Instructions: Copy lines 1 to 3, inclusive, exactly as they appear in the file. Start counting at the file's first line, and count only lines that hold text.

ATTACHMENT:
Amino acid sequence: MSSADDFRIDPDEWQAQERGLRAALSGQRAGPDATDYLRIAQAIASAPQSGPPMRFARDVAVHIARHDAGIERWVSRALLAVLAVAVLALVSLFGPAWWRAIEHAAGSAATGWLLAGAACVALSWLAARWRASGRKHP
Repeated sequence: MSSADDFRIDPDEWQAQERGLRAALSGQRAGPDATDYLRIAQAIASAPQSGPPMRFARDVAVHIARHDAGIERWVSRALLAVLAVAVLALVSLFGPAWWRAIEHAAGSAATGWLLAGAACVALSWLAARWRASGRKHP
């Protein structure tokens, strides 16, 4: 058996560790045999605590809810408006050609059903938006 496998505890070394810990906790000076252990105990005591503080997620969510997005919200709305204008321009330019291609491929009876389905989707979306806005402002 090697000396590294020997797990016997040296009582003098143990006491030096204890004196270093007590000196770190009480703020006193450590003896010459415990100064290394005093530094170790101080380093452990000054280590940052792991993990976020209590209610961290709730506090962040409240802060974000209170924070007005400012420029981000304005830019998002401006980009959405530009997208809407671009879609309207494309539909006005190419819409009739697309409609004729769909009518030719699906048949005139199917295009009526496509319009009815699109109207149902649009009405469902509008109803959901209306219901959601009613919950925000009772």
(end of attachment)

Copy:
Amino acid sequence: MSSADDFRIDPDEWQAQERGLRAALSGQRAGPDATDYLRIAQAIASAPQSGPPMRFARDVAVHIARHDAGIERWVSRALLAVLAVAVLALVSLFGPAWWRAIEHAAGSAATGWLLAGAACVALSWLAARWRASGRKHP
Repeated sequence: MSSADDFRIDPDEWQAQERGLRAALSGQRAGPDATDYLRIAQAIASAPQSGPPMRFARDVAVHIARHDAGIERWVSRALLAVLAVAVLALVSLFGPAWWRAIEHAAGSAATGWLLAGAACVALSWLAARWRASGRKHP
């Protein structure tokens, strides 16, 4: 058996560790045999605590809810408006050609059903938006 496998505890070394810990906790000076252990105990005591503080997620969510997005919200709305204008321009330019291609491929009876389905989707979306806005402002 090697000396590294020997797990016997040296009582003098143990006491030096204890004196270093007590000196770190009480703020006193450590003896010459415990100064290394005093530094170790101080380093452990000054280590940052792991993990976020209590209610961290709730506090962040409240802060974000209170924070007005400012420029981000304005830019998002401006980009959405530009997208809407671009879609309207494309539909006005190419819409009739697309409609004729769909009518030719699906048949005139199917295009009526496509319009009815699109109207149902649009009405469902509008109803959901209306219901959601009613919950925000009772």